I’ve put together this Pinterest board collecting photos people have posted online of their 3D prints of the 3D scans I’ve published online. Over 100,000 downloads to date, and countless prints all over the world. I’d venture to guess that the 2,500-year-old Acropolis Kore 678, for example, has only ever taken physical form in Japan as a 3D print of my scan.
This Slate article by Ariel Bogle mentions my work in the context of Augustana College and the city of Sioux Falls, South Dakota committing copyfraud by purporting to have a copyright interest in a bronze cast of Michelangelo’s Moses: Good News: Replicas of 16th-Century Sculptures Are Not Off-Limits for 3-D Printers
What a work for a college and city government’s legal council to get wrong—not just Moses, but Moses holding the law.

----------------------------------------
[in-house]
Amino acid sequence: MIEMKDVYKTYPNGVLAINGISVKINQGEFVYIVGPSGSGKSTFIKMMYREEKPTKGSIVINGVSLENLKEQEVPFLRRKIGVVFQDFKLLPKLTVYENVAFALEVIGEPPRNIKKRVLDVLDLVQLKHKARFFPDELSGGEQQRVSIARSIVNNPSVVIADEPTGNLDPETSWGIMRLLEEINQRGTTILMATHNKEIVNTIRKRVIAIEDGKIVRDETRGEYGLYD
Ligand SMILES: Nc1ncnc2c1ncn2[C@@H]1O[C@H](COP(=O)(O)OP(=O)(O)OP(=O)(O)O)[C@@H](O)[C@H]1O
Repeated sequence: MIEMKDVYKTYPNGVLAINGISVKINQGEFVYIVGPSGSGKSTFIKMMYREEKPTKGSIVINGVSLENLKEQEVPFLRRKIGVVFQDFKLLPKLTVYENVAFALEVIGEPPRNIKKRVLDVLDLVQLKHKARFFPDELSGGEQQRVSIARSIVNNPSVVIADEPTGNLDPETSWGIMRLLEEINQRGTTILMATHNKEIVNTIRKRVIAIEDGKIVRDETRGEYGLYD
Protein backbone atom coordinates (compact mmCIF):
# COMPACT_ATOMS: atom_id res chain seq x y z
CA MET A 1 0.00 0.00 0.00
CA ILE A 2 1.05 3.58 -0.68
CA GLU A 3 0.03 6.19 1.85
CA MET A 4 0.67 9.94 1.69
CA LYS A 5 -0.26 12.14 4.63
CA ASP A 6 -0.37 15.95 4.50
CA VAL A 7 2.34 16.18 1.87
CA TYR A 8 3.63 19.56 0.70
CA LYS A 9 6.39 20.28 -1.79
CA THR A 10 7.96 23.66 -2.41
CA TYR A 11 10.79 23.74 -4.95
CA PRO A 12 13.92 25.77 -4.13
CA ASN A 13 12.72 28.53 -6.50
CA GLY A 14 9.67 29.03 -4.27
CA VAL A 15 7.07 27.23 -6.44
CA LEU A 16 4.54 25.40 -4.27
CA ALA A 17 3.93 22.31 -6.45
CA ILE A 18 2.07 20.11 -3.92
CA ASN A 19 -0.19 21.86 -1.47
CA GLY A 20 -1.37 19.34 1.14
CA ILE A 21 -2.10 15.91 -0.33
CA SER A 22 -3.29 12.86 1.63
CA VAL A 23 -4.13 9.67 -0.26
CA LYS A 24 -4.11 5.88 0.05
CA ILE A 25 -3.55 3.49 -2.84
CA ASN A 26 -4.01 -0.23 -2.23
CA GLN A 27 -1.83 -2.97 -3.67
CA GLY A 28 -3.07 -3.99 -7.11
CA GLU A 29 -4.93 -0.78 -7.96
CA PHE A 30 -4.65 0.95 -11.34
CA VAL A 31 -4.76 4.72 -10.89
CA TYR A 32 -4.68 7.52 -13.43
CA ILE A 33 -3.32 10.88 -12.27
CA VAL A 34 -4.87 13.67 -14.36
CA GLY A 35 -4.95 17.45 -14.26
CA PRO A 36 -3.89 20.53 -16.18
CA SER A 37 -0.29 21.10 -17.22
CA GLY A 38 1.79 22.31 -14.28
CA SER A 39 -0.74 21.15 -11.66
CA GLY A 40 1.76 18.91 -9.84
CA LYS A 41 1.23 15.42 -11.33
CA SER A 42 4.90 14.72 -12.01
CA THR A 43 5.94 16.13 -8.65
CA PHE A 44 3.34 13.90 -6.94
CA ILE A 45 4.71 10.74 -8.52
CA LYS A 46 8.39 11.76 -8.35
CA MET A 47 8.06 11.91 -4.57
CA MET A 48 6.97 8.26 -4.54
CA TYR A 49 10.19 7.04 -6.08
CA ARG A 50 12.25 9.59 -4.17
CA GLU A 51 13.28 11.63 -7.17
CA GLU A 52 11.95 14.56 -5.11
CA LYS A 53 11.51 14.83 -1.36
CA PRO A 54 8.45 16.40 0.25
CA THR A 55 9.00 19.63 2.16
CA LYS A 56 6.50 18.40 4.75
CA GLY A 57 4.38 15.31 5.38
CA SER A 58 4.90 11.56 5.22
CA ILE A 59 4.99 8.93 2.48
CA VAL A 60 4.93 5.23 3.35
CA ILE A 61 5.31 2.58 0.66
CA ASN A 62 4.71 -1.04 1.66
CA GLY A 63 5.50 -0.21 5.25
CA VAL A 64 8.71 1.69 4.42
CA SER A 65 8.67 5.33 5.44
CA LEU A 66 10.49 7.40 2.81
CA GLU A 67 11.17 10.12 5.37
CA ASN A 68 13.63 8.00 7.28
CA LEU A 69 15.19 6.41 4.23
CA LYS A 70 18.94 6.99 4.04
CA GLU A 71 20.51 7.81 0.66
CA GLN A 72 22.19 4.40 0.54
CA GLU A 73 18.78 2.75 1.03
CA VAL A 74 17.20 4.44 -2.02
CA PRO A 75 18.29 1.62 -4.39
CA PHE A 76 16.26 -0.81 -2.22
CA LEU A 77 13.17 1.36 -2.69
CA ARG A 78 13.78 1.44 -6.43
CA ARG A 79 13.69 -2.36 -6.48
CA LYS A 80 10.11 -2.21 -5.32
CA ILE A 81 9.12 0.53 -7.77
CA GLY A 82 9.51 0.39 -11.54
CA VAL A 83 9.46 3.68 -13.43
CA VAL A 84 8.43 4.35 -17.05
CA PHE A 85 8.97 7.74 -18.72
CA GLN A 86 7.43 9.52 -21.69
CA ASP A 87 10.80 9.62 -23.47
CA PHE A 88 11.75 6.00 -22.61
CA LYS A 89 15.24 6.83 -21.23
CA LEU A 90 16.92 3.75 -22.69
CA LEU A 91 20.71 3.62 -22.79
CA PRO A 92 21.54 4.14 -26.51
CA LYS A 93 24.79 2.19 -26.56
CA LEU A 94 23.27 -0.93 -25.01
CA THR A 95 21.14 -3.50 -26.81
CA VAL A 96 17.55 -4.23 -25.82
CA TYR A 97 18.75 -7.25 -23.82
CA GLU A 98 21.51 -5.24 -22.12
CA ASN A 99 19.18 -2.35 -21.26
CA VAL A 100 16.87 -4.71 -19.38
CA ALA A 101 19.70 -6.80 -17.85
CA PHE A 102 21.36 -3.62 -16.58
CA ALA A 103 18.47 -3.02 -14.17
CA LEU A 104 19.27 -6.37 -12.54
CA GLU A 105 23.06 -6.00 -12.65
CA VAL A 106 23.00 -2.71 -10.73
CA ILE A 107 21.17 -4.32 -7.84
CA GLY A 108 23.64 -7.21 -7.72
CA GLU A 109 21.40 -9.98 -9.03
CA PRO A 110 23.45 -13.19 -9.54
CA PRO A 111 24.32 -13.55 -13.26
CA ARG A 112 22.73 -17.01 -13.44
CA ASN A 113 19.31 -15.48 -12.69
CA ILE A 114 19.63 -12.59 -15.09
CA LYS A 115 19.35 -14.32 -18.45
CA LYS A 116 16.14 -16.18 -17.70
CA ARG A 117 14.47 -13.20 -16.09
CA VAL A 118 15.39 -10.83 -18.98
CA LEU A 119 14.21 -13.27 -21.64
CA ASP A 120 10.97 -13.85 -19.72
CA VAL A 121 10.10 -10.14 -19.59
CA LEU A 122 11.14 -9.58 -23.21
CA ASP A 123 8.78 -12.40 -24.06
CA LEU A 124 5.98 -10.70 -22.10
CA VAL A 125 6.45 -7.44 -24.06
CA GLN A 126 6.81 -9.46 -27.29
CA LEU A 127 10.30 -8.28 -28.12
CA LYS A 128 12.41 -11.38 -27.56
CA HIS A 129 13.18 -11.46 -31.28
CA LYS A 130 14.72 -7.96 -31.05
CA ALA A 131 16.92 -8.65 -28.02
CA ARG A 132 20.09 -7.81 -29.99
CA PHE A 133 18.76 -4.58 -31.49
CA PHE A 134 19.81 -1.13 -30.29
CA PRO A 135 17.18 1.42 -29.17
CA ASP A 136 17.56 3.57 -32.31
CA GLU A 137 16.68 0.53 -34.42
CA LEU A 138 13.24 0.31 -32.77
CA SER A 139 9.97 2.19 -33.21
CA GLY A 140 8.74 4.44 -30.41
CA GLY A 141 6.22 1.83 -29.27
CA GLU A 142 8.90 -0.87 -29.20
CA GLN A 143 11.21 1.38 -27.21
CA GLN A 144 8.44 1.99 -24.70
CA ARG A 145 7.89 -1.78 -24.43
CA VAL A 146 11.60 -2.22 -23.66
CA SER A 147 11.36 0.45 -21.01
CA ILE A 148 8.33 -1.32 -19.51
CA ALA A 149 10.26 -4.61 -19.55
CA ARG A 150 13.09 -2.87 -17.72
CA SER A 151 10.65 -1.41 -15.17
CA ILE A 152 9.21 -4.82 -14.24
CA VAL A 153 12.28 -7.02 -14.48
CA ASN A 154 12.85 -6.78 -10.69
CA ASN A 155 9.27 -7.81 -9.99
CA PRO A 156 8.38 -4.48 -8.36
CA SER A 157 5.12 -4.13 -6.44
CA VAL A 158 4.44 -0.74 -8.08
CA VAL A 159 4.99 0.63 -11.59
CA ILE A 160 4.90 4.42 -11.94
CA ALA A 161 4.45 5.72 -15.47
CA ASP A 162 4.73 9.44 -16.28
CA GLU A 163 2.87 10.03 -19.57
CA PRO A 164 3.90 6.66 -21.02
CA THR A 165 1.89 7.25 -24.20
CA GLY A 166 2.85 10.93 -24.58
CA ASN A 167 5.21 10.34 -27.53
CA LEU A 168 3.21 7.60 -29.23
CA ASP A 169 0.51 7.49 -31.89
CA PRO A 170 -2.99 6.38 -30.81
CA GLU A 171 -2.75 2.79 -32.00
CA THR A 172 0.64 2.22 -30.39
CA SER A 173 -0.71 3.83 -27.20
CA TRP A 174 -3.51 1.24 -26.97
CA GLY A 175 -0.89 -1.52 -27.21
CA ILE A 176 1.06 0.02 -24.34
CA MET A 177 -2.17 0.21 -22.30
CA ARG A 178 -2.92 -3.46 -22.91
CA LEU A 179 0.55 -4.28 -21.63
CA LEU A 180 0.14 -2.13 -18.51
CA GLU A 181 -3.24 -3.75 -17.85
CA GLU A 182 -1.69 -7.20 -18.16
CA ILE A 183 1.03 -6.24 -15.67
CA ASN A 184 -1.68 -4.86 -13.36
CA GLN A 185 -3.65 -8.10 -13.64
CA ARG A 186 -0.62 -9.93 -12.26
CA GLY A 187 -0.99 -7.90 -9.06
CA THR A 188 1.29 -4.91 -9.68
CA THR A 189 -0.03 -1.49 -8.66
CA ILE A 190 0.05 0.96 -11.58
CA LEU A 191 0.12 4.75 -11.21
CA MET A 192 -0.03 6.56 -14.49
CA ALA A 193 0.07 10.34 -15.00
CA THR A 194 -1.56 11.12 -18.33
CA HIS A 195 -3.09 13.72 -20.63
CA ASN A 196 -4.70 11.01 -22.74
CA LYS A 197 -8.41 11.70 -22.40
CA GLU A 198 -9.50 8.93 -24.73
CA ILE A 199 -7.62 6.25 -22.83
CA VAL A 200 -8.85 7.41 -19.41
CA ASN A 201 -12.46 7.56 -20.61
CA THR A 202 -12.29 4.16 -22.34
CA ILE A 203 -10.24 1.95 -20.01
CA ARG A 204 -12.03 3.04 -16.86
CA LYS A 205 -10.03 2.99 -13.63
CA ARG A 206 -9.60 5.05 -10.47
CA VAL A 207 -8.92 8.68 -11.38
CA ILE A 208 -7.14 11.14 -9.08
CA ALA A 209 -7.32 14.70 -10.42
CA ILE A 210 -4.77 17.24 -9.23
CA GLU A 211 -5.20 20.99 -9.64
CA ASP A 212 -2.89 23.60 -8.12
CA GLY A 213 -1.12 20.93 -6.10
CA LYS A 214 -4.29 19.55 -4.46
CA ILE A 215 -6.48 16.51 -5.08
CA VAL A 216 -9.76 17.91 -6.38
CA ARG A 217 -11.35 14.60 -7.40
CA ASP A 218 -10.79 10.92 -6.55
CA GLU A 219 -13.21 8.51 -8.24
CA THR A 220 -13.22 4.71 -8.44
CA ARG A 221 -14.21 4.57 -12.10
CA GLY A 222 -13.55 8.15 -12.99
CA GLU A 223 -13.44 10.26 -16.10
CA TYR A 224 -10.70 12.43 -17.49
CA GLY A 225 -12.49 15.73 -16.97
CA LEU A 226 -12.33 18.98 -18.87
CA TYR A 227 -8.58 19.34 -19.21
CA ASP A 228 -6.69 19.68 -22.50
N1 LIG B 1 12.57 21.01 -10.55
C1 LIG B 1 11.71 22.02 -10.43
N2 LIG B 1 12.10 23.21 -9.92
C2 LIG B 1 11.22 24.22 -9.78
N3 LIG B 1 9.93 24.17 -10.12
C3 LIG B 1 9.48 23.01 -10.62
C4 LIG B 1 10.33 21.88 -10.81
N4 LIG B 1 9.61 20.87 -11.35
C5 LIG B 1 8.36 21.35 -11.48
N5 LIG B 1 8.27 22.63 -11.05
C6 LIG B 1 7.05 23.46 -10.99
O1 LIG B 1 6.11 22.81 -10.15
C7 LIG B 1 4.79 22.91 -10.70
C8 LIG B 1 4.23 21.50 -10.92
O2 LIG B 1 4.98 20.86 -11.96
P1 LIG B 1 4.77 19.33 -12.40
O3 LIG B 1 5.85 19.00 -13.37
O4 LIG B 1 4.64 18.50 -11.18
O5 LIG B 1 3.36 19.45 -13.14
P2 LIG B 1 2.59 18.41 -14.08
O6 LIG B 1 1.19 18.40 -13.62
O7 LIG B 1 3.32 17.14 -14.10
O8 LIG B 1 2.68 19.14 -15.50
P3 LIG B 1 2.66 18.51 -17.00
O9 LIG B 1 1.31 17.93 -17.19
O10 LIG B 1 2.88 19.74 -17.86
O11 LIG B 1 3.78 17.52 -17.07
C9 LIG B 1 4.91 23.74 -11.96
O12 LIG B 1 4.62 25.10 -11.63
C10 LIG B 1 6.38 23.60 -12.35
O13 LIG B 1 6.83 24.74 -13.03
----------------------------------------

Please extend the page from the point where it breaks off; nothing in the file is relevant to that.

“Although he is now a god, he is still the same lovable young man we’ve always known. I can attest to that. And to enable his relationships with all of us to continue exactly as they were, he has decided, for convenience, to retain his mortal form. Oh and by the way his sister Drusilla’s become a godess. Any questions?” —Macro, in the BBC’s I, Claudius
“© 1982 MMA”—Inscription by the Metropolitan Museum of Art
The lines are drawn, the orders are in,
The Dance Commander’s ready to sin.
Radio message from HQ;
Dance Commander, we love you.
—Electric Six, Dance Commander
I’m publishing this work as an example for my application for the Tate IK Prize 2015. My project—Tate Britain Unbound—would digitize and publish as many modern-era, public domain sculptures in Tate Britain’s collection as the project’s budget allows, along the lines of my Through A Scanner, Skulpturhalle project. This Eric Gill capture is a demonstration both of what’s feasible, and of my sincere interest in increasing access to Tate Britain’s collection.